There is no mention of randomisation, so it would be perfectly possible for the worst performing kids to be assigned to the control groups. Likewise, there is no blinding, so this could influence the researchers interpretation of results.

A series of papers that resulted from this research are listed. All but one are conference presentations ie not peer-reviewed. The remaining one, Promoting optimism and well-being in school-aged children: Initial findings from the “Mindfulness Education” program by K.A. Schonert-Reichl and M.S. Lawler was, as of December 2008, being prepared for publication in Psychology in the Schools.

I had a look on that journal’s website and inputted “Schonert-Reichl” into the author field of the search function. Precisely 0 papers were found.

The second study involved 99 4th and fifth graders assigned to 4 classes, 2 ME and 2 control. This one is a randomised control trial ie the researchers should have no influence over whether a particular student is assigned to an ME or control class. However, we are not told what randomisation technique is used so we do not know whether it was adequate. Furthermore, once more no mention of blinding is made, so when the researchers are assessing the results they will know whether a kid was in the conrol or ME group. The results of this study are still being written up for publication.

There is thus no peer-reviewed evidence and indeed no sound science at all supporting this program.

Now if only the alternative to all this was someone more credible than Ed Balls…

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19 comments

  1. And there was me thinking the tories would put alot of what is wrong in education at the moment right.

    When will it change?


  2. Do you think it is possible, however, that different models of education might suit different people? I don’t have any faith in the Tories to deliver diversity in the education system, but I don’t really see a great deal of diversity as things stand – we have a national curriculum and those few schools which can opt out are generally priced beyond the means of most people.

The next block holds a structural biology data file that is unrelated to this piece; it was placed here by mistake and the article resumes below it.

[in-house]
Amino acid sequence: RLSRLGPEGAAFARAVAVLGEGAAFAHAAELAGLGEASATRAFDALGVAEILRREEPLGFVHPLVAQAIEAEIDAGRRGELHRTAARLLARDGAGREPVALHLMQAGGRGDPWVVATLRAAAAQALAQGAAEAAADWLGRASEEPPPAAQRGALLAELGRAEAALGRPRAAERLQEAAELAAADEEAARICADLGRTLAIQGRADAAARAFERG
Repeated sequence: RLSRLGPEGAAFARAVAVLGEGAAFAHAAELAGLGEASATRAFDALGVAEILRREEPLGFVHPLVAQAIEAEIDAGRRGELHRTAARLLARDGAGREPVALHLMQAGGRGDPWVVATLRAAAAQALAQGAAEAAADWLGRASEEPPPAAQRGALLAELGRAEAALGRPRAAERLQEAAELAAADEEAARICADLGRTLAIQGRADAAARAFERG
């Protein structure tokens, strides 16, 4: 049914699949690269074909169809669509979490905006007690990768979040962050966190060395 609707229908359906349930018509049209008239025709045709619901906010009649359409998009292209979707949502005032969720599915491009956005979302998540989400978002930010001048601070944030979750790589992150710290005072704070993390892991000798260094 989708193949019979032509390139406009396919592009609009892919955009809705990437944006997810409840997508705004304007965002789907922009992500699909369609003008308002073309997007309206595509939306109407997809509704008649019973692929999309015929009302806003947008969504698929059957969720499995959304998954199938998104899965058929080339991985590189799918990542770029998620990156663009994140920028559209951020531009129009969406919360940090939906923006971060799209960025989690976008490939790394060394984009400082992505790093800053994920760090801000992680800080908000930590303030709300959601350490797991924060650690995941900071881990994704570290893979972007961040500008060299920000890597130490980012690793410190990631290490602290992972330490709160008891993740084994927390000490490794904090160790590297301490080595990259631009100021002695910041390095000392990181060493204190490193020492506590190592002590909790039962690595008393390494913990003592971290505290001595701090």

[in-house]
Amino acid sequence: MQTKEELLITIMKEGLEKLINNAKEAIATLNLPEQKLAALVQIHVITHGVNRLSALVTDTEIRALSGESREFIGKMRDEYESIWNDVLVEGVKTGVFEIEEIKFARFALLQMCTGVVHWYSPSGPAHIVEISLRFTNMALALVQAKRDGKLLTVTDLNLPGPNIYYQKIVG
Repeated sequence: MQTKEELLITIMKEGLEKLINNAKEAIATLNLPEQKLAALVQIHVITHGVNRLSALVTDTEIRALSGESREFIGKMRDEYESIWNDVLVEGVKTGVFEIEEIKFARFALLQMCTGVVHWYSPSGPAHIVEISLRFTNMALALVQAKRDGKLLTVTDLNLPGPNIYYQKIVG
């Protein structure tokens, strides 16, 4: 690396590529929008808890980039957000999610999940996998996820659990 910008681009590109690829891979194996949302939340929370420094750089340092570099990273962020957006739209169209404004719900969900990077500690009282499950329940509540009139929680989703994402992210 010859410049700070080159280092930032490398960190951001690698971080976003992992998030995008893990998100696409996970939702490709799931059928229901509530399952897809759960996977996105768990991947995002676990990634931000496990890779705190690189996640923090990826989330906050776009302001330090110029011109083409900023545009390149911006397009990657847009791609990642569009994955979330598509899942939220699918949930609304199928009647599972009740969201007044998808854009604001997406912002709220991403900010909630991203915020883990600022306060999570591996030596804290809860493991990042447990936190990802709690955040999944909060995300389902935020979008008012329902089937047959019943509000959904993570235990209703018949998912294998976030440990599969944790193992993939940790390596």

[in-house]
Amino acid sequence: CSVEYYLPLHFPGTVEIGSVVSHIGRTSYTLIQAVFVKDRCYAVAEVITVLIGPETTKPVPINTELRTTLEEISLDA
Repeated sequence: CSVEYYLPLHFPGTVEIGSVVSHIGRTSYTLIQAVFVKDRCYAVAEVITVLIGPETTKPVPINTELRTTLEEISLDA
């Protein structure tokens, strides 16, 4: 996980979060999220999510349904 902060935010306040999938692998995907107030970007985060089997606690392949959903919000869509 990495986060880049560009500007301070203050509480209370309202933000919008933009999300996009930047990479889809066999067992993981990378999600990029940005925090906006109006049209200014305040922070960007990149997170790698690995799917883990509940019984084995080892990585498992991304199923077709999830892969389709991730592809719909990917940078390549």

• I was talking about a diversity of providers not a diversity of curricula, as it is the former, rather than the latter, that the Tories are claiming to promote.

      Far from abolishing the National Curriculum they actually want to bring it under more direct political control.


      • What diversity of providers? Again, the vast majority of teaching is provided by the state, and the alternatives tend to be very expensive.

        Do you think a national curriculum is a good thing?


        • By comparison with most of the developed world we have a huge diversity of providers. Our private sector is enormous, as is our faith school sector, and then we have academies on top of that.

          I wouldn’t have a compulsory National Curriculum.


          • The private sector is beyond the reach of the majority. Both academies and religious schools are state funded, state regulated and have their curriculum dictated by the state. In what way do they offer diversity?

            I wonder where there is genuine diversity in education? There seems a real paucity in alternative approaches to primary and secondary education, especially considering the changes that technology has wrought in other areas.

            I too think it is the compulsory nature, rather than the content, of a national curriculum which is the problematic part.


          • As I said before I was talking about diversity of providers not curriculum, and I was comparing it to other countries (like, say, Sweden before the reforms) when I talked about the English system being more diverse.


          • I fail to see how we have a diversity of providers. We have Tesco metro, Tesco Supermarket and Tesco Megastore. If they all sell Tesco Brand Dog Food, the only diversity is that of geographic location.